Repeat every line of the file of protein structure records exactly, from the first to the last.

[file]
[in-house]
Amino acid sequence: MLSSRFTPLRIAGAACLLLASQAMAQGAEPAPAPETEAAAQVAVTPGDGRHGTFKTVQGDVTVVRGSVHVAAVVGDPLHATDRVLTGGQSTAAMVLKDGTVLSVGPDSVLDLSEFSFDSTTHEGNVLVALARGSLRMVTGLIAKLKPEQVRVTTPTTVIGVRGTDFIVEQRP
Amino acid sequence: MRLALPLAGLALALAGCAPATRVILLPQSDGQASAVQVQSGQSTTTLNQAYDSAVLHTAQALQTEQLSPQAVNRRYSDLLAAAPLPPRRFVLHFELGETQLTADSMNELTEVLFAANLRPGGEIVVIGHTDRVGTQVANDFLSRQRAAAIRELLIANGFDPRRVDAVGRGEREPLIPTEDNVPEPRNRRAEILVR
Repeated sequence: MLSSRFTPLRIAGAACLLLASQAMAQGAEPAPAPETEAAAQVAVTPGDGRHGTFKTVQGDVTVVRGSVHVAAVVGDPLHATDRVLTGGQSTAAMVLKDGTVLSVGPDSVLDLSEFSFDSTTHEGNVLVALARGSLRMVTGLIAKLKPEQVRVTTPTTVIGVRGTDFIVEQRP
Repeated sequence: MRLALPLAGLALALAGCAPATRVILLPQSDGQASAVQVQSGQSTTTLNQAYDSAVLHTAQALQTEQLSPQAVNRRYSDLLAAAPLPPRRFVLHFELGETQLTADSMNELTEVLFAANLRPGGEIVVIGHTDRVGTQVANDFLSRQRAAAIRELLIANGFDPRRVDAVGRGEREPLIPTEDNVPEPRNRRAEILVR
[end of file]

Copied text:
[in-house]
Amino acid sequence: MLSSRFTPLRIAGAACLLLASQAMAQGAEPAPAPETEAAAQVAVTPGDGRHGTFKTVQGDVTVVRGSVHVAAVVGDPLHATDRVLTGGQSTAAMVLKDGTVLSVGPDSVLDLSEFSFDSTTHEGNVLVALARGSLRMVTGLIAKLKPEQVRVTTPTTVIGVRGTDFIVEQRP
Amino acid sequence: MRLALPLAGLALALAGCAPATRVILLPQSDGQASAVQVQSGQSTTTLNQAYDSAVLHTAQALQTEQLSPQAVNRRYSDLLAAAPLPPRRFVLHFELGETQLTADSMNELTEVLFAANLRPGGEIVVIGHTDRVGTQVANDFLSRQRAAAIRELLIANGFDPRRVDAVGRGEREPLIPTEDNVPEPRNRRAEILVR
Repeated sequence: MLSSRFTPLRIAGAACLLLASQAMAQGAEPAPAPETEAAAQVAVTPGDGRHGTFKTVQGDVTVVRGSVHVAAVVGDPLHATDRVLTGGQSTAAMVLKDGTVLSVGPDSVLDLSEFSFDSTTHEGNVLVALARGSLRMVTGLIAKLKPEQVRVTTPTTVIGVRGTDFIVEQRP
Repeated sequence: MRLALPLAGLALALAGCAPATRVILLPQSDGQASAVQVQSGQSTTTLNQAYDSAVLHTAQALQTEQLSPQAVNRRYSDLLAAAPLPPRRFVLHFELGETQLTADSMNELTEVLFAANLRPGGEIVVIGHTDRVGTQVANDFLSRQRAAAIRELLIANGFDPRRVDAVGRGEREPLIPTEDNVPEPRNRRAEILVR